'Classified' documents behind Russian Sputnik vaccine posted online


A hacker group has shared hundreds of documents online containing information on the development of the Sputnik V COVID-19 vaccine, with some including the names of deceased participants of its clinical trials.

A group known as KelvinSecurity claims on hacker forums that it has accessed confidential documents related to the development of the Sputnik COVID-19 vaccine.

Hundreds of these documents are freely available online and appear to contain information about the deaths of participants in the vaccine's clinical trials, including the names of the deceased.

"Our mission was to see and demonstrate that the vaccine is not efficient and it was only Russian government propaganda," KelvinSecurity told Cybernews when contacted via Twitter.

Moscow advertised Sputnik as "the world's first registered COVID-19 vaccine" in 2020. Still, its rollout struggled even in Russia due to the lack of data from clinical trials and concerns that authorization was rushed.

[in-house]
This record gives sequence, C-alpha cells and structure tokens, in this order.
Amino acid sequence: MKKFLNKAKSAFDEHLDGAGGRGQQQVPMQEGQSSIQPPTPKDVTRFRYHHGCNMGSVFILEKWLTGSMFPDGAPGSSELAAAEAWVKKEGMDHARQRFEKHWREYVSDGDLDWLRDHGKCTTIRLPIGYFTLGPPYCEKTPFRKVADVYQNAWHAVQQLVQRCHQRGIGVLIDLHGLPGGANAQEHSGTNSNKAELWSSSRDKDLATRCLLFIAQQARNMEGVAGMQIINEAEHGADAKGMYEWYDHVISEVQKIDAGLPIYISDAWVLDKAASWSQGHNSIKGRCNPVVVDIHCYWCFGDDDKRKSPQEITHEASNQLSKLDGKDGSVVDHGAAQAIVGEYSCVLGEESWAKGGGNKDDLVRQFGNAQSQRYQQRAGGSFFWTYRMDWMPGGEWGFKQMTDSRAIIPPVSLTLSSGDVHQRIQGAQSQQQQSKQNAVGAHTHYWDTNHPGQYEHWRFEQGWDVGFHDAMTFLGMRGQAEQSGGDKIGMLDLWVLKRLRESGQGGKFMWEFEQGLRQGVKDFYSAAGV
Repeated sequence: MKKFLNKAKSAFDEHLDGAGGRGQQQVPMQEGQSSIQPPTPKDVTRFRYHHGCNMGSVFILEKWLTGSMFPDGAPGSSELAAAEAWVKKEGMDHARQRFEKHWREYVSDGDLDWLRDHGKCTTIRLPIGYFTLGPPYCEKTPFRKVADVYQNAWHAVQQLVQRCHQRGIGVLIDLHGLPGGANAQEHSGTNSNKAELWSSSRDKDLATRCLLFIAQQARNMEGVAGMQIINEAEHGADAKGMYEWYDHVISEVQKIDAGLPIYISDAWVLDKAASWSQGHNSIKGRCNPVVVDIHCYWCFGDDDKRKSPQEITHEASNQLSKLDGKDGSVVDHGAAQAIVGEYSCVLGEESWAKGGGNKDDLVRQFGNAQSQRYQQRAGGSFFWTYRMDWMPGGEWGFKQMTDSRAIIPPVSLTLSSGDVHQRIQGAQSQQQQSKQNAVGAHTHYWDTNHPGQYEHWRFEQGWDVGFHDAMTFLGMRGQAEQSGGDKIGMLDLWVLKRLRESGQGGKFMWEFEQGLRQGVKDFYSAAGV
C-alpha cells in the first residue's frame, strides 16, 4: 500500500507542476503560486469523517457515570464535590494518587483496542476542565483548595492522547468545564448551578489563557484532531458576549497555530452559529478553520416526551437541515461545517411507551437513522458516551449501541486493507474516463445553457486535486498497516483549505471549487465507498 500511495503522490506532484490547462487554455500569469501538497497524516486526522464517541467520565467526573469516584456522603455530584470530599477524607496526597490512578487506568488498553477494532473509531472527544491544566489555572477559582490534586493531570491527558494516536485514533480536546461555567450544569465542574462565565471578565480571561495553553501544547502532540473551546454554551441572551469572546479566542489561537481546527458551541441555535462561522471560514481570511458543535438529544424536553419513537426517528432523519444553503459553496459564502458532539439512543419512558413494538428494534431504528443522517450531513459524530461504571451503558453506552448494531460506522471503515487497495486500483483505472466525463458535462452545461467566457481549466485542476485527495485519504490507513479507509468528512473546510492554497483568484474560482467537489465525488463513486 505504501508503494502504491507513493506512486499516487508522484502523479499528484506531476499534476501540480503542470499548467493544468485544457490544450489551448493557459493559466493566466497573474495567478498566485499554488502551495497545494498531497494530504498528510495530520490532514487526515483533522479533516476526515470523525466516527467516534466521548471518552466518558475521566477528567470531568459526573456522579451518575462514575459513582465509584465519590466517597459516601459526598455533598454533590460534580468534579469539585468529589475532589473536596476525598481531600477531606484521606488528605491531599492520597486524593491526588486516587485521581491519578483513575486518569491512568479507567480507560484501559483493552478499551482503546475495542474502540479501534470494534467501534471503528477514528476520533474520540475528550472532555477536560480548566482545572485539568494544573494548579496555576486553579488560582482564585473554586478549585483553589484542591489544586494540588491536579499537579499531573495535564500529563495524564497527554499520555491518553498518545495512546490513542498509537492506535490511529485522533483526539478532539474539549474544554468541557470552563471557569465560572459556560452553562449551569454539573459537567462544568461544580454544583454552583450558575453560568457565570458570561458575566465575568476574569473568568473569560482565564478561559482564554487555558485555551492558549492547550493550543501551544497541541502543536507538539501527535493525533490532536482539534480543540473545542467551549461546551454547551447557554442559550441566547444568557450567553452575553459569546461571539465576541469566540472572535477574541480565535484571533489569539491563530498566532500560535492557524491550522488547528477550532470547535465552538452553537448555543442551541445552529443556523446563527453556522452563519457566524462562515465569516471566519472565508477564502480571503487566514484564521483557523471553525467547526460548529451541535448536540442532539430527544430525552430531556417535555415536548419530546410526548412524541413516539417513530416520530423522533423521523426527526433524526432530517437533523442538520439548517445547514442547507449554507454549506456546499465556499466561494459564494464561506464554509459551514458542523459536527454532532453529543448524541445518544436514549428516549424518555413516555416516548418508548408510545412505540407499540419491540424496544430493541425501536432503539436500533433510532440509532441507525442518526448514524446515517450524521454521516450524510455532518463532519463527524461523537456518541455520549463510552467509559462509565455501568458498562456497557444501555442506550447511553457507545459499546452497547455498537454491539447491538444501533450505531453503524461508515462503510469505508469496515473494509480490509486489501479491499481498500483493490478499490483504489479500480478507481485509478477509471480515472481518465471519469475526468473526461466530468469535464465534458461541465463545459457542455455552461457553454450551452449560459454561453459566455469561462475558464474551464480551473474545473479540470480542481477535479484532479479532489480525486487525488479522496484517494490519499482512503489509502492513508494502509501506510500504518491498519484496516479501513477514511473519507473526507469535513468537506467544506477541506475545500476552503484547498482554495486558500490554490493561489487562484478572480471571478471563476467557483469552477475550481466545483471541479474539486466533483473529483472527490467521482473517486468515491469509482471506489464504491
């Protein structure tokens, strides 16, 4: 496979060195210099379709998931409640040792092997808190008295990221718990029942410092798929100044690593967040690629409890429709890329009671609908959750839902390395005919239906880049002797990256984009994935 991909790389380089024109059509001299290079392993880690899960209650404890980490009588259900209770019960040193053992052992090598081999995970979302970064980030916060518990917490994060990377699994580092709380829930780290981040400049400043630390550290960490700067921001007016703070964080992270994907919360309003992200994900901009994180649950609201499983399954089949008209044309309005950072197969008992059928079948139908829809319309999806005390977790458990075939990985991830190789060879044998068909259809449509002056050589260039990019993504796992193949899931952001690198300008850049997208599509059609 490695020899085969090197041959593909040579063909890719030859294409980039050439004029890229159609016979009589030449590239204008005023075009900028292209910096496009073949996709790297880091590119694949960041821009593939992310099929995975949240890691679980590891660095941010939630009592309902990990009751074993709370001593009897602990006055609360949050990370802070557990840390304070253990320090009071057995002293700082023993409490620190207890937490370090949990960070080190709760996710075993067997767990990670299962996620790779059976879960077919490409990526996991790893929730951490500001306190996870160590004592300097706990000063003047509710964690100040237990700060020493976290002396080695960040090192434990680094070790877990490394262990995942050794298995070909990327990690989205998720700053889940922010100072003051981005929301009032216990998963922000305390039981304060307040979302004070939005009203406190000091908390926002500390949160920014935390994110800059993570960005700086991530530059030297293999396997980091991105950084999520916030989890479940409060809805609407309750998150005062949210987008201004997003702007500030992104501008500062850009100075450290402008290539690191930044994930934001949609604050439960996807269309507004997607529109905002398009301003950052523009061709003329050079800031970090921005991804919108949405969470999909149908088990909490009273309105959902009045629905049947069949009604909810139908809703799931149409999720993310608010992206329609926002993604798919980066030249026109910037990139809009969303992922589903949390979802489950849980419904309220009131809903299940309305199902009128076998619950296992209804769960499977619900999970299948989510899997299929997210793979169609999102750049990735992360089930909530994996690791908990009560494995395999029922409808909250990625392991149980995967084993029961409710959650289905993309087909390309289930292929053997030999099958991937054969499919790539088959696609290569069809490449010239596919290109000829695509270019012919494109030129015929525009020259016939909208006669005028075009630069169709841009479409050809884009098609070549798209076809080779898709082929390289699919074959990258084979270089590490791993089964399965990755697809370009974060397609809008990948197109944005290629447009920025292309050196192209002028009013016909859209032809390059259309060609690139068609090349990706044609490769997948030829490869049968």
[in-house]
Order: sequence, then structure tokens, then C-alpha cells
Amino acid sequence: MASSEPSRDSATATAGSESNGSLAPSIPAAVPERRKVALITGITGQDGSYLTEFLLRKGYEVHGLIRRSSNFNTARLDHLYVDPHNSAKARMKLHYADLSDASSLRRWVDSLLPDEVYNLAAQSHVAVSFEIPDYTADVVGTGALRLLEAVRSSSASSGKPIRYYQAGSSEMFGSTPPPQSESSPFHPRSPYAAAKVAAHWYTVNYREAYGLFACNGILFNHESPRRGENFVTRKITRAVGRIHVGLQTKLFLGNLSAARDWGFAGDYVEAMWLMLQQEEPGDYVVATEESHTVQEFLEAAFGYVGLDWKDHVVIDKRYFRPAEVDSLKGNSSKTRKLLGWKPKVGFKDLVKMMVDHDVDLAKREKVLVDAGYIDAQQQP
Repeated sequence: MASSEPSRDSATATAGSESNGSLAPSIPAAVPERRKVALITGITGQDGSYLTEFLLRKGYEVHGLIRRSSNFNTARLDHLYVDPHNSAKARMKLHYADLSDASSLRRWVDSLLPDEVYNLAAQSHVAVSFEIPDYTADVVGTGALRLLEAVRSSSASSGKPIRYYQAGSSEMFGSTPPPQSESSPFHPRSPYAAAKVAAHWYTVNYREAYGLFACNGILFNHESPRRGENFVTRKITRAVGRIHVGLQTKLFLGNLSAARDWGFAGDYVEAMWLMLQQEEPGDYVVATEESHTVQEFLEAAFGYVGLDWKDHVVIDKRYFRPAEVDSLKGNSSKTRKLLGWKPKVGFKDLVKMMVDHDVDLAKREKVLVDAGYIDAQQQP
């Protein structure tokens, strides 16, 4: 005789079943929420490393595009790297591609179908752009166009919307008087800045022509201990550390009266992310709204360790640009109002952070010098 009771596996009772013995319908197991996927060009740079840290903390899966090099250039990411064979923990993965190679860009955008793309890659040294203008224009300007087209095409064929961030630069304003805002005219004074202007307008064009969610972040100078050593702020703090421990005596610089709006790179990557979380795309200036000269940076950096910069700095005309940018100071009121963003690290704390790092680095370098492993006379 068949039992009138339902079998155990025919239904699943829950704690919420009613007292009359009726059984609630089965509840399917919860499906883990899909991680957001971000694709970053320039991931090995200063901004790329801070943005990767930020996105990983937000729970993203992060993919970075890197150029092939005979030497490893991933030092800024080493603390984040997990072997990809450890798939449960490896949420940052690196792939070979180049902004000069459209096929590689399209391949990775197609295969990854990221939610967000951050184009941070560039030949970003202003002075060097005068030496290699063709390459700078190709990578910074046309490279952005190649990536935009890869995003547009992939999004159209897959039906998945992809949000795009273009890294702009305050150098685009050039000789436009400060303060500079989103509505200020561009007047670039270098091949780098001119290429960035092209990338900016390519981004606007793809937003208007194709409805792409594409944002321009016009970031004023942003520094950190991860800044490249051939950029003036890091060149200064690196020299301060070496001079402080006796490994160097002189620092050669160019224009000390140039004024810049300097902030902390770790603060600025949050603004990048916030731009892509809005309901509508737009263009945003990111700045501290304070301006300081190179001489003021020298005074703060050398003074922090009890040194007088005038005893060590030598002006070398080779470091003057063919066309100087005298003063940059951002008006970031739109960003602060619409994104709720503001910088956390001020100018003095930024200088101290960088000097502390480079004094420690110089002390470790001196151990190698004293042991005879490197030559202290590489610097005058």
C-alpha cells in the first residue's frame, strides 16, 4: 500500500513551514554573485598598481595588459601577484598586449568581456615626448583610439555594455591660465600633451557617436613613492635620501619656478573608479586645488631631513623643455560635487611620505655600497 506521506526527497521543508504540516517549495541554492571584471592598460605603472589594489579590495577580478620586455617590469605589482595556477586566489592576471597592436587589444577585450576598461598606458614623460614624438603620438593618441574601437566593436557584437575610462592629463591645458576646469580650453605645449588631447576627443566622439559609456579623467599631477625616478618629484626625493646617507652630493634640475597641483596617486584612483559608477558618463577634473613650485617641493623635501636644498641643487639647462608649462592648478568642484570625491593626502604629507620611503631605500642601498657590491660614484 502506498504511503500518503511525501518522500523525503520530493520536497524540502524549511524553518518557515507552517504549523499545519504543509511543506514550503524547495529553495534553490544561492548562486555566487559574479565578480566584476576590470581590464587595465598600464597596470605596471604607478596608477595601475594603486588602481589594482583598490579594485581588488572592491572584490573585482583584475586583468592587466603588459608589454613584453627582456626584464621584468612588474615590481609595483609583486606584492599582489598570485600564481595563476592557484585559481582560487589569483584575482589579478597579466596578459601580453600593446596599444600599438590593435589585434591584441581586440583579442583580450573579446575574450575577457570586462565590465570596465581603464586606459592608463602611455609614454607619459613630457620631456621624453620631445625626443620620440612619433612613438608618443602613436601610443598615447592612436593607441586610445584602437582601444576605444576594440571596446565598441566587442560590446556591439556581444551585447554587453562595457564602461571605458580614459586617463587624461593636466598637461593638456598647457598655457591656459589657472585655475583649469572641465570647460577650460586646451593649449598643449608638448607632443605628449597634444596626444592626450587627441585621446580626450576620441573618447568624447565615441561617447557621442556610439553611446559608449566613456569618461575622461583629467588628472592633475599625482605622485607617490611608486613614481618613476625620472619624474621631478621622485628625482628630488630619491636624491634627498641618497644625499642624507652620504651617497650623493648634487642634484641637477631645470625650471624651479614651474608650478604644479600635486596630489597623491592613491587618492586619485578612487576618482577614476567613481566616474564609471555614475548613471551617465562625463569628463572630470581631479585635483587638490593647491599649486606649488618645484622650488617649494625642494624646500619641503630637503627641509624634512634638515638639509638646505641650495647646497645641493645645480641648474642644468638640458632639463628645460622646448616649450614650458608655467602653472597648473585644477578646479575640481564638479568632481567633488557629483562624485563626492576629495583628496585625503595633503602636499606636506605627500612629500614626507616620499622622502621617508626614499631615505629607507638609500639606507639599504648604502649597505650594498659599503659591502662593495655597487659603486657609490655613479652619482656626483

KelvinSecurity said that the data came from "the review of the mailboxes of the developer company," which suggests a breach at the Moscow-based Gamaleya Research Institute of Epidemiology and Microbiology. The institute is behind Sputnik V, also known as Gam-COVID-Vac, and Sputnik Light vaccines.

Clinical trials where patients had allegedly died included countries like Ghana and Egypt, KelvinSecurity claimed. The group said some documents were classified and contained information on the vaccine's development phases, funding, and quality.

A quick review of the data has shown it contains numerous documents related to the development of the vaccine, its financial costs, and technical details.

Some offer a glimpse into specific cases. One describes a "subject" who experienced a "spontaneous abortion" one month after getting vaccinated on 17 February last year. The document does not say whether the vaccination and pregnancy loss were related.

Other documents contain invoices and refer to the costs of research papers, with one priced at seven million roubles, or about $93,000. There is also information on different laboratories that produced the vaccine and their yield levels.

In addition to internal emails, the breach contains external communication. For example, an email from a Swiss company says it was "enthused by the research path chosen by your institute," asking if it could import Sputnik V vaccines to Switzerland. Most of Europe, including Switzerland, has never authorized the vaccine.

The published data on Sputnik includes 522MB of information spread out over more than 300 files. "In reality, each email had 1GB or 2GB of information," FalconSecurity told Cybernews.


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